Even though he’s only in his mid-twenties, reedman Peter Formanek has had some illustrious highlights in his career. For instance, to celebrate his 18th birthday, he shared a stage with saxophonist Tim Berne, pianist Jacob Sacks, and drummer Jim Black. This is in part because his father—the other musician onstage that day—is bassist Michael Formanek. It was commonplace for the younger Formanek to be in the company of distinguished musicians jamming at his home, and he and his dad have been playing duets since before he was in school.
Michael Formanek has been having a breakout decade or so. He helms or co-leads several of the most affecting small groups working today: the Elusion Quartet, the Very Practical Trio, and Thumbscrew. His big band, Ensemble Kolossus, released The Distance (ECM) in 2016, one of the best large-ensemble recordings of the past 10 years. All these projects spotlight his formidable composing.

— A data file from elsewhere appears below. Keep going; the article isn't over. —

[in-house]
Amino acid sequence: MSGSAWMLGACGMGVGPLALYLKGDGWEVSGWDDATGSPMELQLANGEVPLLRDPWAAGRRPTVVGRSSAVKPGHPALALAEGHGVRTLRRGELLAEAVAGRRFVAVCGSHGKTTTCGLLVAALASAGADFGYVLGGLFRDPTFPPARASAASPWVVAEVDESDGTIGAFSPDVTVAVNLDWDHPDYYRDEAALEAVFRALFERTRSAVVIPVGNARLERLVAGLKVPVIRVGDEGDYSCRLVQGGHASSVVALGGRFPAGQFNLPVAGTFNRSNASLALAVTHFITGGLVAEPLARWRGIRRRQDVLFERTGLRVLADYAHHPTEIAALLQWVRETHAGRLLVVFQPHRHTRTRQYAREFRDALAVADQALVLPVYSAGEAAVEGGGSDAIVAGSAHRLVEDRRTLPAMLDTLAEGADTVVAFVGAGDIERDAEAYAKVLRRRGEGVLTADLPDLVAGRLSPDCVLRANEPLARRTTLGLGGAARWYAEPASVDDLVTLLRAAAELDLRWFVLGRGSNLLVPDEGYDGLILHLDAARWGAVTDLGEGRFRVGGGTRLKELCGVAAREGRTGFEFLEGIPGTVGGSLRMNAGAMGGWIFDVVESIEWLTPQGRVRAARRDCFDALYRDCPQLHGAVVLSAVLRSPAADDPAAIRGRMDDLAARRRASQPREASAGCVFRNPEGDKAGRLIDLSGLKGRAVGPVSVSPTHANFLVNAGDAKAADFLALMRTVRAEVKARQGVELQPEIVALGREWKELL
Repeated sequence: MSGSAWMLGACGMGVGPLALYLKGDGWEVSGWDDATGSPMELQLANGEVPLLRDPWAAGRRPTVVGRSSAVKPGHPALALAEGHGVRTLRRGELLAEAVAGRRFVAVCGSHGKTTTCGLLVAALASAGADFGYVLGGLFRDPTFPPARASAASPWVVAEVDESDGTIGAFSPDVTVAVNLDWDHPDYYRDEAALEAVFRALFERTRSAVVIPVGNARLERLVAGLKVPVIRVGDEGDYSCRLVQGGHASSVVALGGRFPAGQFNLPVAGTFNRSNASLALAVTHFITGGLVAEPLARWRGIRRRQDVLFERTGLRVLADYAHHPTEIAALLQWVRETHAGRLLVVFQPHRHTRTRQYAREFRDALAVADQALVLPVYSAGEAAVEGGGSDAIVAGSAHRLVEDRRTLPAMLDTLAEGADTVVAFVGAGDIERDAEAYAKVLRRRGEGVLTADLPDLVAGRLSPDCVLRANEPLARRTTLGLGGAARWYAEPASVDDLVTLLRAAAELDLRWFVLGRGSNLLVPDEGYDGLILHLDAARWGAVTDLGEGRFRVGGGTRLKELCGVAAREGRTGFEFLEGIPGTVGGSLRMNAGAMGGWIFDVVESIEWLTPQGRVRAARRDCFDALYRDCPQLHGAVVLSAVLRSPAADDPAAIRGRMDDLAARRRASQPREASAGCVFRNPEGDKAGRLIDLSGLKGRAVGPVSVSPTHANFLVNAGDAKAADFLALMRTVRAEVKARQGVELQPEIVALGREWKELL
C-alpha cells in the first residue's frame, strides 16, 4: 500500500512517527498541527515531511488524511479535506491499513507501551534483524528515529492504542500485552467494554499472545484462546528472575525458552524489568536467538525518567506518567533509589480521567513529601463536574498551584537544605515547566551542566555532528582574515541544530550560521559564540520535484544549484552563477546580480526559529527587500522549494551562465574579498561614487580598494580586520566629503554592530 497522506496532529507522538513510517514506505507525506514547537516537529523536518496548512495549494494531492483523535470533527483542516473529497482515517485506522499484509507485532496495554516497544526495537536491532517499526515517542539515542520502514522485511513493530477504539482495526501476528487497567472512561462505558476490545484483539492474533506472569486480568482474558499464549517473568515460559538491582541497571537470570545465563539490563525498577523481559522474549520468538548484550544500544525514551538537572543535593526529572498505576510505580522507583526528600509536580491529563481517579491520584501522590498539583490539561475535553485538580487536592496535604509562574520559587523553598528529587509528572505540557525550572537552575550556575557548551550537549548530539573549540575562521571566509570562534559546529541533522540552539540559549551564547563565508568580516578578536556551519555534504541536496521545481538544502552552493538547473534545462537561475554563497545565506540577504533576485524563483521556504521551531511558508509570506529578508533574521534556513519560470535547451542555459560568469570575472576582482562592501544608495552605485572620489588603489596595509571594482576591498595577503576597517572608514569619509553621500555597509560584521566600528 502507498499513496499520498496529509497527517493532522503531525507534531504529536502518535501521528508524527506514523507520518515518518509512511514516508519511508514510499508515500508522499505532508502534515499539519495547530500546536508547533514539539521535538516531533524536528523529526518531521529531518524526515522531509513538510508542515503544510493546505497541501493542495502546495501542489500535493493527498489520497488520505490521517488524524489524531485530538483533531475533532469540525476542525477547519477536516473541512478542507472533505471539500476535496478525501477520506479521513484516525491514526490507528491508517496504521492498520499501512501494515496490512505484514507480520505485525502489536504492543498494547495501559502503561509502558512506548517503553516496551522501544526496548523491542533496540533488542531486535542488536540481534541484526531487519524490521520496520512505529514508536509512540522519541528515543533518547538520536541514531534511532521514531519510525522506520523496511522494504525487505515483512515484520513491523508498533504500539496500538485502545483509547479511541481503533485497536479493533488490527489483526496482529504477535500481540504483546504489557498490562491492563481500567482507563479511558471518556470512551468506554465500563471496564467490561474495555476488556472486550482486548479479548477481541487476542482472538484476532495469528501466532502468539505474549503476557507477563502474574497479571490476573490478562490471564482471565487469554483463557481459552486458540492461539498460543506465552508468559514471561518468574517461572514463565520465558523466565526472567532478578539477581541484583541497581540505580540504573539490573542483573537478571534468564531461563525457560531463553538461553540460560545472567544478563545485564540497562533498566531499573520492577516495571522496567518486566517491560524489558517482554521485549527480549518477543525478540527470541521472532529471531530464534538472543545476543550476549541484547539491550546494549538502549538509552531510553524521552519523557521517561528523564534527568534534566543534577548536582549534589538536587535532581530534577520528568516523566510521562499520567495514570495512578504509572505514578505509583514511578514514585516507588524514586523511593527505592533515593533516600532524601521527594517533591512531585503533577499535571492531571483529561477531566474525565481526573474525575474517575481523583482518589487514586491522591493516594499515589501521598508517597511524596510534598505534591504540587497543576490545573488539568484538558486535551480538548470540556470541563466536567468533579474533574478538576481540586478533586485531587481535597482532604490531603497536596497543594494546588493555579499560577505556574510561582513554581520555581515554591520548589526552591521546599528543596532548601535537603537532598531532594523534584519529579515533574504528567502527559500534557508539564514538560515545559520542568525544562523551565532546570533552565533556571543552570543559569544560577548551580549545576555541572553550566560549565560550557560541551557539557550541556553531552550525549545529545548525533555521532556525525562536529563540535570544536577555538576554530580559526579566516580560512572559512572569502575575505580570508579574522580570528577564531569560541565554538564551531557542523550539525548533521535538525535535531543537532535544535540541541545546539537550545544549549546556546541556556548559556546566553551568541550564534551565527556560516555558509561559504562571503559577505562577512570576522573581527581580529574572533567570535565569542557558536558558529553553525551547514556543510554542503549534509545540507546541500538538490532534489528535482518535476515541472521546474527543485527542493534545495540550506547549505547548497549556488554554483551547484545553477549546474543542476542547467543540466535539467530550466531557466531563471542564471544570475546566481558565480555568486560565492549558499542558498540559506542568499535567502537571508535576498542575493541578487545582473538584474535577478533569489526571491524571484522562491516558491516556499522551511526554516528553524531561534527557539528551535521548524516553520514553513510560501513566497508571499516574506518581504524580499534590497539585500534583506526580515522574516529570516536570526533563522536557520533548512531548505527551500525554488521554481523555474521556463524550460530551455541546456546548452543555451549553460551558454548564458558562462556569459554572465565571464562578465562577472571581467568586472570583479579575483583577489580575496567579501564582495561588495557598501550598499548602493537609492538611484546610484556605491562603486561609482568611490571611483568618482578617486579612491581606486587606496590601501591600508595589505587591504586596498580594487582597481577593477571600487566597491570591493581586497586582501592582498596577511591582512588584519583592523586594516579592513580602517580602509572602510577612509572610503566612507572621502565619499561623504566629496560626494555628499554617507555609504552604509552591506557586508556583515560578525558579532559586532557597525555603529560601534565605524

Thus, Dyads is far more than a vanity project or jazz nepotism. The duo toured in 2019 and booked studio time afterward. Peter Formanek, who plays tenor saxophone and clarinet here, hasn’t fully escaped the shadow of his influences—echoes of Berne, Marty Ehrlich, and Don Byron pop up occasionally—but it’s easy to hear his own distinctive voice emerging too. The recording has a cozy feel with well-structured, limber songs and invigorating dialogue between the two men. They save the best for last: a new take on “That Was Then,” a standout on the Elusion Quartet’s 2018 recording Time Like This (Intakt). The version here is leaner and more introspective, but it still makes a stellar argument for the track as an era-defining standard.